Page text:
- Released Internationally on 20/04/12
- Released in Malta by KRS on 31/10/12
Preview (first published 01/10/12 in VIDA Magazine)
Woody Allen has been making his own particular brand of film for decades, without worrying too much about what critics thought or what the box-office brought in. But his last offering, Midnight in Paris, was extremely well received, and one of his most successful films to date. It seemed to reach out beyond the usual Allen following and appeal to fans of the city, who rushed to see another cinematic postcard that captures the city’s charm and beauty. In the past, he had similar love letters to New York and, albeit less directly, London. So it’s no huge surprise that Allen is following a similar formula here, with his usual well-written drama and romance unfolding in the eternal city of Rome. As usual, he has attracted a stellar cast – Alec Baldwin, Penélope Cruz, Jesse Eisenberg, Ellen Page, and most interesting of all, Roberto Benigni. Plus, as a huge bonus, Allen himself is back on screen, adding his wonderful acting to the writing and directing duties. We can more or less imagine what this will be like - but that’s a good thing.
The film is bookended by two locals who serve as all-seeing storytellers – the traffic policeman at Piazza Venezia and a man whose balcony overlooks Piazza di Spagna. Between them they give us a small sample of the many stories and people that walk through the streets of the eternal city, and thereby absolve Allen of the need to make all their stories interconnect.
The narratives are predictably light and entertaining, playing out like longer sketches with better developed characters, possibly in reference to the many such Italian films of previous decades. Some of those we meet happen to walk through the main sights of the city, but sometimes the camera lingering on the famous monuments feels forced and extra. There’s a decent dollop of fantasy in a couple of the stories, which jars initially but plays out nicely, especially Baldwin as the commenting observer in the shaken love life of Jack (Jesse Eisenberg). Roberto Benigni’s story is also amusing, but only just avoids dragging the joke on for too long.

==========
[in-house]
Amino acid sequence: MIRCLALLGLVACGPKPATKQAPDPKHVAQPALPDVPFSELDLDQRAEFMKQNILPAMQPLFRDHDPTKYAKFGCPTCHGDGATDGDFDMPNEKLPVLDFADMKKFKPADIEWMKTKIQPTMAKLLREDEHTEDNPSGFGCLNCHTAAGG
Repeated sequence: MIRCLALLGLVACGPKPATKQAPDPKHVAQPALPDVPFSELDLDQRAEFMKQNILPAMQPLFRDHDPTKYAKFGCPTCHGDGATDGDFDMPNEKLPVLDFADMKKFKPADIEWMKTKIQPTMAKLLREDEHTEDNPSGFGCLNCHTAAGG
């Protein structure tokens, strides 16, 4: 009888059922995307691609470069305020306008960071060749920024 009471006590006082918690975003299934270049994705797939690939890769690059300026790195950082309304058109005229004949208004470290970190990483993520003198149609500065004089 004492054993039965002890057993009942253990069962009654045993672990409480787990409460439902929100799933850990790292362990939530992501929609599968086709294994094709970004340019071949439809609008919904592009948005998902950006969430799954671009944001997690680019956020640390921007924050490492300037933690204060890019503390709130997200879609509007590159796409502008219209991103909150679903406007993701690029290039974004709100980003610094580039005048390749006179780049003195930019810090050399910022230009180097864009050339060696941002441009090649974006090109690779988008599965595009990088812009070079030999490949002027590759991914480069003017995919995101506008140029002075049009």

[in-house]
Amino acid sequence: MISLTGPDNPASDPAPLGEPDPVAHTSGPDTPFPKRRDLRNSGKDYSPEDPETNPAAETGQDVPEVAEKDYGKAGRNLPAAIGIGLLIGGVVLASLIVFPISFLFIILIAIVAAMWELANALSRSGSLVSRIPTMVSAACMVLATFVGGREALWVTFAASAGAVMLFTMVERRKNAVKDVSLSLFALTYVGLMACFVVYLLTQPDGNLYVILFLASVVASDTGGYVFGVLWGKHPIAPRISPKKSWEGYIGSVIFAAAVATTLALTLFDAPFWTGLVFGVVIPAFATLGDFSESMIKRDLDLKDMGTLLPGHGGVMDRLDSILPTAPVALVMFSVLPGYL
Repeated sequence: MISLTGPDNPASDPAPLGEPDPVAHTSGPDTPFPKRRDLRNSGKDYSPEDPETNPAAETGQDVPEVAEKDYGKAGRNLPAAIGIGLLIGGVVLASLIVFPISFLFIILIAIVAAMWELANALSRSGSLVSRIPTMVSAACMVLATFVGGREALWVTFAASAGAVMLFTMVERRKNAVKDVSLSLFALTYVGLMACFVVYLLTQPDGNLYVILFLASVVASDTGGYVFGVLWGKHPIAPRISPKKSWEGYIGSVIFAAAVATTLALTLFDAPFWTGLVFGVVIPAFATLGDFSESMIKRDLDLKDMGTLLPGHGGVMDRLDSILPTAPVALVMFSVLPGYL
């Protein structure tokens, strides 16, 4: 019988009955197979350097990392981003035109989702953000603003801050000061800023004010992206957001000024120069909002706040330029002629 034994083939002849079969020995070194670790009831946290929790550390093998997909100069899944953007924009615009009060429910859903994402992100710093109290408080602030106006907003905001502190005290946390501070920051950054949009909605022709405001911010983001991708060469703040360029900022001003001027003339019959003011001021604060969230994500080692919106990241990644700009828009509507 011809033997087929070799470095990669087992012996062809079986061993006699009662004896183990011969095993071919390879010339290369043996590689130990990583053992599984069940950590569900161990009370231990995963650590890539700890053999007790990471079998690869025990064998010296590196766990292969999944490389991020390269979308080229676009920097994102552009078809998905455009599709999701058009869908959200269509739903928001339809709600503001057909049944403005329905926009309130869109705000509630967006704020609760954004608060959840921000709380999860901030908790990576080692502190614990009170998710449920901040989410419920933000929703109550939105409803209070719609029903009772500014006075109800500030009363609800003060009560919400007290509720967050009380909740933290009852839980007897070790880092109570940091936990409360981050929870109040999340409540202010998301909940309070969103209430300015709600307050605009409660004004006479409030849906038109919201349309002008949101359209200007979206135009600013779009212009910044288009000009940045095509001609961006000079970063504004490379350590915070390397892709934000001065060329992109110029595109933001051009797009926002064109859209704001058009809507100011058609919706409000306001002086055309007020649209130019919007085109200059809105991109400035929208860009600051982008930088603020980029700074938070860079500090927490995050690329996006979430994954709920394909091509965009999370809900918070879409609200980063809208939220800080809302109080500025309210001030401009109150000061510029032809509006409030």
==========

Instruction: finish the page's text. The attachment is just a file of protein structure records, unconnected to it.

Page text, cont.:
Woody Allen himself is central to possibly the better plotline, as a retired opera producer who feels he has discovered a raw, different talent during his brief holiday. Again, it’s a one-joke story, but it works. Allen’s writing shines best with the character of Monica (Ellen Page), in which he perfectly captures the intensely annoying ‘tortured artsy soul’ I’m sure many viewers will recognise. Besides the big names in the cast there are also many recognisable Italian stars, including smoky-eyed Ornella Muti, and a hilarious Antonio Albanese who is clearly enjoying himself.
In the end
If you’re new to Woody Allen, I wouldn’t start with this one, but if you’ve enjoyed his previous films you’ll probably find this fun, albeit not hugely so. Either way, if you love Rome, but have no flights booked for the foreseeable future, this could do for now.